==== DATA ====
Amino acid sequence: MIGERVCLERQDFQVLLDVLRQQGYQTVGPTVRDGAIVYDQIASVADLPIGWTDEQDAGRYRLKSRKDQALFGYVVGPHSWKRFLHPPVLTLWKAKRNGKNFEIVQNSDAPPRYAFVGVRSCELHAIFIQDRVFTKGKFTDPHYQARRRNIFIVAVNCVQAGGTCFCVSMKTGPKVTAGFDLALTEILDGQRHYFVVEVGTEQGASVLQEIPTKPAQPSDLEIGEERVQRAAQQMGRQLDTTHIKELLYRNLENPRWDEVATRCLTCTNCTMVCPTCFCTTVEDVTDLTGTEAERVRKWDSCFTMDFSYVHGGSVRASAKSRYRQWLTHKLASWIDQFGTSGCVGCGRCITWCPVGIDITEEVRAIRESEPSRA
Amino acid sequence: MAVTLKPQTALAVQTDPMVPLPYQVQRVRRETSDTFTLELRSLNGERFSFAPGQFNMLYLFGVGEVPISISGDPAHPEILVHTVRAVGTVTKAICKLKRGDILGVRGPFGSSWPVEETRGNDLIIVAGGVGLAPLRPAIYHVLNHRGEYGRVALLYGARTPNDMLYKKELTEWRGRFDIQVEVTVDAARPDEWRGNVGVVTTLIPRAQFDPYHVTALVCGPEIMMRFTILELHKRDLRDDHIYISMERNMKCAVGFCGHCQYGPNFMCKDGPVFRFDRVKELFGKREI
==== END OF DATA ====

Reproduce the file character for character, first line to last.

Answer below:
Amino acid sequence: MIGERVCLERQDFQVLLDVLRQQGYQTVGPTVRDGAIVYDQIASVADLPIGWTDEQDAGRYRLKSRKDQALFGYVVGPHSWKRFLHPPVLTLWKAKRNGKNFEIVQNSDAPPRYAFVGVRSCELHAIFIQDRVFTKGKFTDPHYQARRRNIFIVAVNCVQAGGTCFCVSMKTGPKVTAGFDLALTEILDGQRHYFVVEVGTEQGASVLQEIPTKPAQPSDLEIGEERVQRAAQQMGRQLDTTHIKELLYRNLENPRWDEVATRCLTCTNCTMVCPTCFCTTVEDVTDLTGTEAERVRKWDSCFTMDFSYVHGGSVRASAKSRYRQWLTHKLASWIDQFGTSGCVGCGRCITWCPVGIDITEEVRAIRESEPSRA
Amino acid sequence: MAVTLKPQTALAVQTDPMVPLPYQVQRVRRETSDTFTLELRSLNGERFSFAPGQFNMLYLFGVGEVPISISGDPAHPEILVHTVRAVGTVTKAICKLKRGDILGVRGPFGSSWPVEETRGNDLIIVAGGVGLAPLRPAIYHVLNHRGEYGRVALLYGARTPNDMLYKKELTEWRGRFDIQVEVTVDAARPDEWRGNVGVVTTLIPRAQFDPYHVTALVCGPEIMMRFTILELHKRDLRDDHIYISMERNMKCAVGFCGHCQYGPNFMCKDGPVFRFDRVKELFGKREI